AMSA also released a response as well:

The American Medical Students Association (AMSA) appreciates the opportunity to offer comments on the proposed Trans Pacific Partnership Agreement (TPPA). As the nation’s oldest and largest independent organization for physicians-in-training representing more than 35,000 members, AMSA supports global health equity through international agreements that secure patients’ rights to life-saving medications in resource-poor settings and encourage investment in public health as outlined in the Doha Declaration.

AMSA strongly urges a revision of the proposed TPPA to ensure access to essential, affordable medicines for patients living in TPPA negotiating nations including the United States. It is critical countries be permitted to engage in parallel importation to ensure citizens’ access to inexpensive medications. Therefore, we recommend that the TPPA refrain from granting copyright holders the right to prohibit importation of their works. Consistent with President Obama’s 2012 budget proposal request, AMSA strongly urges that the term for data protection be limited to 7 years for biologic products. Similarly, pharmaceutical companies should not be eligible for new 20-year patents based on minor modifications to existing products that do not meaningfully benefit patients. Such provisions would allow for timely access to generic medications for suffering patients that could save lives.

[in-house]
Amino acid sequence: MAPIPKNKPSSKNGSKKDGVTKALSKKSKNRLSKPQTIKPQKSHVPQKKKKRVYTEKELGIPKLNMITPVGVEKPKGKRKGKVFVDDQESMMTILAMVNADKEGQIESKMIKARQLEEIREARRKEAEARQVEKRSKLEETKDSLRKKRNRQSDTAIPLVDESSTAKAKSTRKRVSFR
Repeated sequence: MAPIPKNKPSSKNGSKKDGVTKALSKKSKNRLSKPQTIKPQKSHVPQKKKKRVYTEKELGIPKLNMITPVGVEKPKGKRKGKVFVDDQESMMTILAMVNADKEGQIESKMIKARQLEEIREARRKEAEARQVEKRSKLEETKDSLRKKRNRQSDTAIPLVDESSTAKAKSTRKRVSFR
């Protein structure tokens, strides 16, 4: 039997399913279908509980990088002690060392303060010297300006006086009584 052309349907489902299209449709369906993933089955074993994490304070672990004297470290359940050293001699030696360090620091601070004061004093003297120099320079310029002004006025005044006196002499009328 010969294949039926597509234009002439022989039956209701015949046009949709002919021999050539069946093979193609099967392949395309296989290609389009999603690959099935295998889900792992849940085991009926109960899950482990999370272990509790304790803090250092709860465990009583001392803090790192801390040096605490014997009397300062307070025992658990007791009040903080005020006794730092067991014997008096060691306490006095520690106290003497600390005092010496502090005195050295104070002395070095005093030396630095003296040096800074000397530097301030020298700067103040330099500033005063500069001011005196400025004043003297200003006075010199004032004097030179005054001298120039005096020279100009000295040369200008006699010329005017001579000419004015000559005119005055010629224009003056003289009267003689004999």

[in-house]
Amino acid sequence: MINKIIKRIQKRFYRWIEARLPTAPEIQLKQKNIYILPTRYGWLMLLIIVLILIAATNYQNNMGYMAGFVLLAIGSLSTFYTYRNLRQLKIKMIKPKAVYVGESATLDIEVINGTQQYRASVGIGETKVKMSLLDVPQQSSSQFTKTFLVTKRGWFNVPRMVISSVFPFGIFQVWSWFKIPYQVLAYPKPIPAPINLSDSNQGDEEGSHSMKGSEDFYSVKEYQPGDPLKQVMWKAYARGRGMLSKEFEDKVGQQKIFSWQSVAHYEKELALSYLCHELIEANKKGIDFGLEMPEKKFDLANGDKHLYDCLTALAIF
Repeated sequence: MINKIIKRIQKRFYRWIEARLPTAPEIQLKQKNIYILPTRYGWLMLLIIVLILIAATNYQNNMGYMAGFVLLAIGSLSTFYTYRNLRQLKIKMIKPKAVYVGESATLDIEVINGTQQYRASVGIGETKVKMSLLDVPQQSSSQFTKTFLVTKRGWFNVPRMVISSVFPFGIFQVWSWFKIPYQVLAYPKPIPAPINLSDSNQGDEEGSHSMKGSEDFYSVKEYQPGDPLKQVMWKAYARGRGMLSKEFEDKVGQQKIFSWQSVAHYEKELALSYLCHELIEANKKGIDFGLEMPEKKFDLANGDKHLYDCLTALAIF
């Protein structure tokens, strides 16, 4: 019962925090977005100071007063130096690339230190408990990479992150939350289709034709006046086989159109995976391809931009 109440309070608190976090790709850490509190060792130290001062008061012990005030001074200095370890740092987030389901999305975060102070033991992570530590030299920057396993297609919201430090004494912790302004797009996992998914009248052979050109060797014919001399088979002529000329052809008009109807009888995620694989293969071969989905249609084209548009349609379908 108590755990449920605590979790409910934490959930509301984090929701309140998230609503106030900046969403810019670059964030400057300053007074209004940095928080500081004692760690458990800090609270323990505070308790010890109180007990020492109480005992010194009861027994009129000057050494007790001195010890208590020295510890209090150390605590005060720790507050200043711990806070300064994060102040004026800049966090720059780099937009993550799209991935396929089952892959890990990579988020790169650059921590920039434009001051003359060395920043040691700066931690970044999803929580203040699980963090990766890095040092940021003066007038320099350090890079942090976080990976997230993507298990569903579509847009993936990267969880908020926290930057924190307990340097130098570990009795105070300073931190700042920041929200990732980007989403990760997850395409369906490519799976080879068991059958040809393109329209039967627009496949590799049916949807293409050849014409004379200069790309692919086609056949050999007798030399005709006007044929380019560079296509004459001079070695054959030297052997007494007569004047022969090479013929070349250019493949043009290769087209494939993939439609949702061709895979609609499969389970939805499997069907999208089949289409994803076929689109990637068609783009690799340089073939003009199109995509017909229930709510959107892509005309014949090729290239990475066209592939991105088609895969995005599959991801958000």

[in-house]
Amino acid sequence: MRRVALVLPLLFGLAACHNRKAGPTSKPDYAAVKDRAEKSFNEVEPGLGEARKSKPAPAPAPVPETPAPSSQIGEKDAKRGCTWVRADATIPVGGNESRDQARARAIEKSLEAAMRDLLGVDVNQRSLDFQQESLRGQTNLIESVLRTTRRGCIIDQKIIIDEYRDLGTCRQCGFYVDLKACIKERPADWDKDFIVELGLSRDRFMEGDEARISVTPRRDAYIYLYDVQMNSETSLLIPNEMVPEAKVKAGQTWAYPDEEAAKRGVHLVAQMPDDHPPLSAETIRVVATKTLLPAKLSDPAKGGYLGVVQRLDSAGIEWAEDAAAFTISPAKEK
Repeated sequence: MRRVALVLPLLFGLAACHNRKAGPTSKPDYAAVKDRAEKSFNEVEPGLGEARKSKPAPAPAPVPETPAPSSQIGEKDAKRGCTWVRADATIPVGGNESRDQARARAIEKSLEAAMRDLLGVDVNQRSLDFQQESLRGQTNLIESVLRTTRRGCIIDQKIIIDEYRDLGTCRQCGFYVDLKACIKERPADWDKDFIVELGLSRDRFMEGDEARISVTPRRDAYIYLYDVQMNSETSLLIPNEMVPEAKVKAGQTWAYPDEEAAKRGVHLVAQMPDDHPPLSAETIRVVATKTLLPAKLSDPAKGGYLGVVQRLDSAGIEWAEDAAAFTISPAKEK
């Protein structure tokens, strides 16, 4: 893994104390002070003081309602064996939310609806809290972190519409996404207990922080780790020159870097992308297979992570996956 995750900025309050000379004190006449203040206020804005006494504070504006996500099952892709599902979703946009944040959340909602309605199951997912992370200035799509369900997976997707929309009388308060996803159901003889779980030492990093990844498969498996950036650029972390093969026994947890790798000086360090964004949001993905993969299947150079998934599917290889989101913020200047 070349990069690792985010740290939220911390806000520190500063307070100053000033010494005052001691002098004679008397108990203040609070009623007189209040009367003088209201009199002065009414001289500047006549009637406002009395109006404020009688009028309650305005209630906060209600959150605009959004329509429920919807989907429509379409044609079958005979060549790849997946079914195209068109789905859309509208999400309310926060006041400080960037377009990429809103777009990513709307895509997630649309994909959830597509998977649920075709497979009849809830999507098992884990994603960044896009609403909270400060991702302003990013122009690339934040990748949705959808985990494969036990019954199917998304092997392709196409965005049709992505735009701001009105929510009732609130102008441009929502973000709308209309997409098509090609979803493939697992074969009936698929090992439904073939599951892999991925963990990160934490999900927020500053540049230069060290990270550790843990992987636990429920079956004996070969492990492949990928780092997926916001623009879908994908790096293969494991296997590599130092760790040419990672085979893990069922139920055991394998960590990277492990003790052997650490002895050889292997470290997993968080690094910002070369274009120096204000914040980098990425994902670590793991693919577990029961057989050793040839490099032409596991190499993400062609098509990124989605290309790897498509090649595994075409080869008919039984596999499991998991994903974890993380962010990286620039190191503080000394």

When will governments and even pharmaceutical companies realize that their responsibilities should be for their constituents/clients rather than profits?

Pharm Stuff. In ze news.

Posted in Human Rights, PharmFree by reshmagar on July 26, 2011

Read this:

The Bin Laden vaccine: Yes, vaccinations are a CIA plot | The Economist.

Then, read this:

KENYA: People Dying Because of Lack of Anaesthetics

And this:

Companies Shut Down HIV Drug Discount Programmes In Middle-Income Countries, Where Prices Can Be Over Ten Times Higher

Finally, read this:

Pfizer Breaks Psychological Need To Always Seek FDA’s Approval
(Thanks Alissa!)

And because the above stuff is mostly depressing, you should listen to this to cheer you up. It’s cheering me up from studying for my shelf! YAY!

The State of Pharmaceuticals (in pictures!)

Posted in Medical School (General), PharmFree by reshmagar on June 19, 2011